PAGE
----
Arctic sea ice reaches 4th-lowest extent on record

Arctic sea ice hit its fourth-lowest annual minimum in the satellite era, as melting appeared to come to a halt Friday, the National Snow and Ice Data Center said in a preliminary report issued Tuesday.

With sea-ice extent reaching a minimum of 1.7 million square miles (4.41 million square kilometers), 2015 ranked closely behind 2011, when ice extent retreated to 1.67 million square miles (4.34 million square kilometers), the third-lowest annual minimum on record.

The center's report analyzes satellite data collected since 1979. It defines extent as areas with at least 15 percent ice coverage.

This year's low ice conditions fit the long-term trend of decline, said Mark Serreze, director of the Boulder-based center. He noted that the nine lowest extents in the center's records have all occurred in the last nine years.

"That's pretty telling," he said. "This is sort of the new normal."

Within the long-term decline, there are year-to-year variations driven by weather. Weather this year was "reasonably favorable" for faster melt, as it was in 2011, a year with a similar melt pattern, Serreze said.

Specifically, this year's melt season was dominated by high atmospheric pressure and anticyclone conditions, or counter-clockwise wind patterns, the center said in its report. Cyclonic weather patterns in the Northern Hemisphere tend to bring low temperatures and help ice converge, the center said. Anticyclonic patterns in the Arctic, by contrast, tend to bring sunny and warm conditions, the center said.


This year's anti-cyclone conditions were not nearly as strong as in 2007, when the second-lowest annual ice extent was hit, Serreze said. "That was a year when we had sort of a perfect storm," he said.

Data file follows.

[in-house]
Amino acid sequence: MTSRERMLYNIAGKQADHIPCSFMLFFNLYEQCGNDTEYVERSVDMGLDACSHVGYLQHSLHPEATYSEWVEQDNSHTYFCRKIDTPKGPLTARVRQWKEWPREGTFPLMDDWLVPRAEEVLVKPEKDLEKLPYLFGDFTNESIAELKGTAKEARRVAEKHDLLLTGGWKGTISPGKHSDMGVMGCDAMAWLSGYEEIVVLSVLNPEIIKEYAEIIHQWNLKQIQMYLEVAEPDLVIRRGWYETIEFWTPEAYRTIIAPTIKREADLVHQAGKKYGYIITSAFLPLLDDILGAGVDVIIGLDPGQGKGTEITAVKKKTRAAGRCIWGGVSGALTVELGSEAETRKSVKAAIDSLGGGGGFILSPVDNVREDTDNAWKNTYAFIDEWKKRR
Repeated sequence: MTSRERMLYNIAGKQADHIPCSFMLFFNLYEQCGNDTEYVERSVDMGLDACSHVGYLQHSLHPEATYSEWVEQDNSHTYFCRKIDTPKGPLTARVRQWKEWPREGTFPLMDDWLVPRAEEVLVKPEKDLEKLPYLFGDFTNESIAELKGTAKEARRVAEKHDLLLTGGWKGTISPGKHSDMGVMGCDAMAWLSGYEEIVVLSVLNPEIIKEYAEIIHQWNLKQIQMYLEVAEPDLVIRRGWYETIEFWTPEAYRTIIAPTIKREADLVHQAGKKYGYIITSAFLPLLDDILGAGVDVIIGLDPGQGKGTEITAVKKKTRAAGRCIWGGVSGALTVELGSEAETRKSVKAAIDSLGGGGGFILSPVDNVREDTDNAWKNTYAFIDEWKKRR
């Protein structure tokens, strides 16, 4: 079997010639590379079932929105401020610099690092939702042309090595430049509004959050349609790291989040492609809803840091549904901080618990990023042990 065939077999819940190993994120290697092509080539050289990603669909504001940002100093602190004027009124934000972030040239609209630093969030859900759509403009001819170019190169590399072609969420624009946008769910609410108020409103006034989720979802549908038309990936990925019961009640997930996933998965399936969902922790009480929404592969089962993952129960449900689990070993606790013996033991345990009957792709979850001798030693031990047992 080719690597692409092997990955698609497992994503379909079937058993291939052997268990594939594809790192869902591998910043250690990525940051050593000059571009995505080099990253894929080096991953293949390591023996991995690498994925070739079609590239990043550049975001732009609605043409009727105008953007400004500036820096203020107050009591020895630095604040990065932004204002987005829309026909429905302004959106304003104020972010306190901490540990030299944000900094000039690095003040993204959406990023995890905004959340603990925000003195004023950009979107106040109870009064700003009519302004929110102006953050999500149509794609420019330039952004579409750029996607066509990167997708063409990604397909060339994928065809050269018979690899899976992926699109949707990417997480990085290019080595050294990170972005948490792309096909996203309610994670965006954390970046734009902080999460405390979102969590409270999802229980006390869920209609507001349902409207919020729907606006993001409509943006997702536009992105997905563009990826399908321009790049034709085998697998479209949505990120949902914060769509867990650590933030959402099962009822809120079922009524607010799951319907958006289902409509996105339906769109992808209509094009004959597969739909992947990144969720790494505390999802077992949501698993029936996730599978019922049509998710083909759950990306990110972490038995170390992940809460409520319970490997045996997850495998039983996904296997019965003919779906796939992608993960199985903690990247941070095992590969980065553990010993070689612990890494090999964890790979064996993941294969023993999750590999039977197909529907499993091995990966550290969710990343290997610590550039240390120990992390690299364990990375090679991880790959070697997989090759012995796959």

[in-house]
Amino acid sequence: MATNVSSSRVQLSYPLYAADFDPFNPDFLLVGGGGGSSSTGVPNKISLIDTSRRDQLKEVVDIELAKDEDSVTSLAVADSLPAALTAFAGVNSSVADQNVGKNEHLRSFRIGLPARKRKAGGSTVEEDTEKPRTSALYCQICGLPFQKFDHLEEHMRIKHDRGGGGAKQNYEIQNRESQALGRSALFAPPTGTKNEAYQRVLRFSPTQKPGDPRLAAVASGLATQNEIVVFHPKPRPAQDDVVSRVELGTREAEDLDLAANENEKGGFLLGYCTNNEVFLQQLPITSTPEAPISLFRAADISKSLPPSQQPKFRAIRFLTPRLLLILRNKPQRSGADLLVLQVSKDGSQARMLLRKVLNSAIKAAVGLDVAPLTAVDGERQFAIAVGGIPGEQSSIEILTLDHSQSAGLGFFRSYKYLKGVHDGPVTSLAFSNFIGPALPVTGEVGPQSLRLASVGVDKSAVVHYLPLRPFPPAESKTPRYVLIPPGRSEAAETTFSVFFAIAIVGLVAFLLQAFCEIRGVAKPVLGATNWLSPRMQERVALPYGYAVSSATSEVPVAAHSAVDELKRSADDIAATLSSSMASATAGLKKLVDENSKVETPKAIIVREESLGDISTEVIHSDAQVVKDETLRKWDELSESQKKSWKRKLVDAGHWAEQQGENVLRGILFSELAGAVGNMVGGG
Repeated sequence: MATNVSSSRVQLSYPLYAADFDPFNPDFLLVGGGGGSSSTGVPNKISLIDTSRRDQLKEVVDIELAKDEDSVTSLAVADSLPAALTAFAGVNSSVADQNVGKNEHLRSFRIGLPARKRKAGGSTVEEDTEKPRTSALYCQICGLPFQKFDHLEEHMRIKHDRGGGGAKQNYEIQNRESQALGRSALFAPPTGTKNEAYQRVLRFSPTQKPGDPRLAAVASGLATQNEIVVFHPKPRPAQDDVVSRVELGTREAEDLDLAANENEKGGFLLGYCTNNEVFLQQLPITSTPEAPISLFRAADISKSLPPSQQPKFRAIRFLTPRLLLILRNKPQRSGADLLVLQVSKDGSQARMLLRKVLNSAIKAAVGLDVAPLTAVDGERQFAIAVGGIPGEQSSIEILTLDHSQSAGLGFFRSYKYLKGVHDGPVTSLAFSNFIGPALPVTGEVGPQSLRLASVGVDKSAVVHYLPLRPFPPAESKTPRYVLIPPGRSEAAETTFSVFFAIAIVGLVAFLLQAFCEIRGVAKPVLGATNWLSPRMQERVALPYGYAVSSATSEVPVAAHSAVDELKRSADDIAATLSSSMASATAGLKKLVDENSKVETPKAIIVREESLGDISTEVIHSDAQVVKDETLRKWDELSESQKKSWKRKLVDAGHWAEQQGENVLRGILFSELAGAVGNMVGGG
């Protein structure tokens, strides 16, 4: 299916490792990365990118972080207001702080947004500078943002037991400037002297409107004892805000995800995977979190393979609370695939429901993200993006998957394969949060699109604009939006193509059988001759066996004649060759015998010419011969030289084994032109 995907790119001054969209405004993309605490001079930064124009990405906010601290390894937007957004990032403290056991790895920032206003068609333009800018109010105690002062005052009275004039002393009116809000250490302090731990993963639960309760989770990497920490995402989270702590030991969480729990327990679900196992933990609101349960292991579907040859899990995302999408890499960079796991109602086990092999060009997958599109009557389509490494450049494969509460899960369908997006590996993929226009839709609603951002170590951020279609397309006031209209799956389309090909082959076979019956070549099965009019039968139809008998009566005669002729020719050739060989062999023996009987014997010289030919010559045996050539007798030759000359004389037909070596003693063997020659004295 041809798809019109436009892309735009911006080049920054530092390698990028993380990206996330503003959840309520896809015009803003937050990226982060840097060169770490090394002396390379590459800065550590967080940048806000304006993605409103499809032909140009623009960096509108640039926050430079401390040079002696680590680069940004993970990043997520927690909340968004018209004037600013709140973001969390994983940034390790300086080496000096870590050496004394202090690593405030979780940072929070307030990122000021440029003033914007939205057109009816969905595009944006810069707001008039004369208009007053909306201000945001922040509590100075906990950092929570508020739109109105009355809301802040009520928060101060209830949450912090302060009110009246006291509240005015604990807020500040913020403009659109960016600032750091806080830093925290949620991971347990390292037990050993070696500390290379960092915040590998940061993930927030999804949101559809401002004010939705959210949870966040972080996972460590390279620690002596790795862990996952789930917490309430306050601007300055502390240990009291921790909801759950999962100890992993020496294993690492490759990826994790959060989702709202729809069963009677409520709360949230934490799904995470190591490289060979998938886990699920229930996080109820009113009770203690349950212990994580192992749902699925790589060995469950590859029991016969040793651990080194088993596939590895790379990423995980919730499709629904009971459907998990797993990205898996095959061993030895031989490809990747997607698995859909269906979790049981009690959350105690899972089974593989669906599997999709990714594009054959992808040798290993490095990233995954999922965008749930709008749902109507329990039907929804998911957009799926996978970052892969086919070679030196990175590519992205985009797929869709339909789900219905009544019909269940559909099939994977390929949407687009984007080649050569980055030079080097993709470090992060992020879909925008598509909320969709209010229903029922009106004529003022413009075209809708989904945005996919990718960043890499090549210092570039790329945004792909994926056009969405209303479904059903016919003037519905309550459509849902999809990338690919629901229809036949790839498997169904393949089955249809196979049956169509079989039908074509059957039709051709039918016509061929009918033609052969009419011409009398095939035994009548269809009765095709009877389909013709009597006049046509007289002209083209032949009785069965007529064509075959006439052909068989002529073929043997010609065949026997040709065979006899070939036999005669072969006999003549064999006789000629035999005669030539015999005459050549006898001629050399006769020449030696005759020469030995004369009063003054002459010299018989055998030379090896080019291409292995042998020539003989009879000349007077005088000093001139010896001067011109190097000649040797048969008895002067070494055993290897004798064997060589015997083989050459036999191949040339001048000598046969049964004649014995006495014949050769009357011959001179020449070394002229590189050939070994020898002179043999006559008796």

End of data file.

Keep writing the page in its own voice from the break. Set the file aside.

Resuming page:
Arctic sea ice hit a record-low extent in 2012, when it fell to 1.31 million square miles. In that year, the ice was particularly thin, Serreze said.

Mid-September is when the annual melt usually stops as seasons change and temperatures drop. But the 2015 numbers released Tuesday are only preliminary, Serreze said. A shift in conditions could mean some slight additional melting, he said.

If 2015 is similar to 2011, will next year be similar to the record-low ice year of 2012?

"We know it will be low," Serreze said. He declined to make a more specific prediction, but noted that multiyear ice melted extensively this year, as it did in the prelude to the 2012 record low."The ice is not in good shape," he said.

Along with the atmospheric conditions in the air above, movement below the water's surface is contributing to sea-ice melt, said a scientist sailing about 90 miles north of Barrow Tuesday on the research vessel Sikuliaq.

Jennifer MacKinnon of the Scripps Institution of Oceanography and chief scientist for a mission aboard the University of Alaska Fairbanks-operated research ship, said her team is measuring underwater turbulence that has been sending warmth up to the underside of the ice layer.

In the Arctic Ocean, unlike other ocean waters, the freshwater surface tends to be colder, with the warmer and saltier water lurking below, MacKinnon said in an email sent from the ship. Open-water conditions allow the winds to create more underwater turbulence, bringing up the subsurface heat and likely playing a "substantial role" in ice melt, she said.

Measurements being taken this year show the turbulence is dramatic, she said. "Even though we thought something like this might be happening, we have been genuinely thunderstruck by how incredibly strong the turbulence is below the surface. Our instruments are seeing billows of turbulence 30 or more feet high, events that look just like a wave breaking on the beach, but much larger!" she said.

Marine shippers might be benefiting from this year's low ice. The Northern Sea Route across Arctic Russia has been free of ice and open to traffic this year, and the Northwest Passage over the top of Canada is partially open.

A southern route around the islands of Arctic Canada, pioneered a century ago by Norwegian explorer Roald Amundsen, has been navigable this year, as it has in many recent years, Serreze said. That was almost the case this year for a more northern route, through deeper waters, where full ice melt is rare, he said. "We got pretty close this year to opening up that northern channel of the Northwest Passage," he said. That northern route of the Northwest Passage did open in 2007.

Yereth Rosen

Yereth Rosen was a reporter for Alaska Dispatch News.